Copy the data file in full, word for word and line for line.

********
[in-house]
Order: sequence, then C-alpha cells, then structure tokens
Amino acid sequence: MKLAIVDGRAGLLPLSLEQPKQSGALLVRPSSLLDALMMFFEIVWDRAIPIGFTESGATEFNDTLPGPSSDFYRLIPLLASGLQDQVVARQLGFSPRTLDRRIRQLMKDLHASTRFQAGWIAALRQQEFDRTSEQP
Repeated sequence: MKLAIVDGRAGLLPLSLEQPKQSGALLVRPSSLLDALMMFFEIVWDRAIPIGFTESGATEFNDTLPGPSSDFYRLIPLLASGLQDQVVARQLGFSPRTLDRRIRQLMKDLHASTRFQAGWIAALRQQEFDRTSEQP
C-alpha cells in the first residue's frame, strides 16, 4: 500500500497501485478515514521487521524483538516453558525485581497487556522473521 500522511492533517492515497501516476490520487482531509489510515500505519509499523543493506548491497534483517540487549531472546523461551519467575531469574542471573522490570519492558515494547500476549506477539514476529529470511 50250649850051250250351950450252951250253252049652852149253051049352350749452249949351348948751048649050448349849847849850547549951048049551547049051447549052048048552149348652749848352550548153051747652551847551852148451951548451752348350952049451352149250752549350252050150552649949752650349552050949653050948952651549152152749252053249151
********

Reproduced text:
[in-house]
Order: sequence, then C-alpha cells, then structure tokens
Amino acid sequence: MKLAIVDGRAGLLPLSLEQPKQSGALLVRPSSLLDALMMFFEIVWDRAIPIGFTESGATEFNDTLPGPSSDFYRLIPLLASGLQDQVVARQLGFSPRTLDRRIRQLMKDLHASTRFQAGWIAALRQQEFDRTSEQP
Repeated sequence: MKLAIVDGRAGLLPLSLEQPKQSGALLVRPSSLLDALMMFFEIVWDRAIPIGFTESGATEFNDTLPGPSSDFYRLIPLLASGLQDQVVARQLGFSPRTLDRRIRQLMKDLHASTRFQAGWIAALRQQEFDRTSEQP
C-alpha cells in the first residue's frame, strides 16, 4: 500500500497501485478515514521487521524483538516453558525485581497487556522473521 500522511492533517492515497501516476490520487482531509489510515500505519509499523543493506548491497534483517540487549531472546523461551519467575531469574542471573522490570519492558515494547500476549506477539514476529529470511 50250649850051250250351950450252951250253252049652852149253051049352350749452249949351348948751048649050448349849847849850547549951048049551547049051447549052048048552149348652749848352550548153051747652551847551852148451951548451752348350952049451352149250752549350252050150552649949752650349552050949653050948952651549152152749252053249151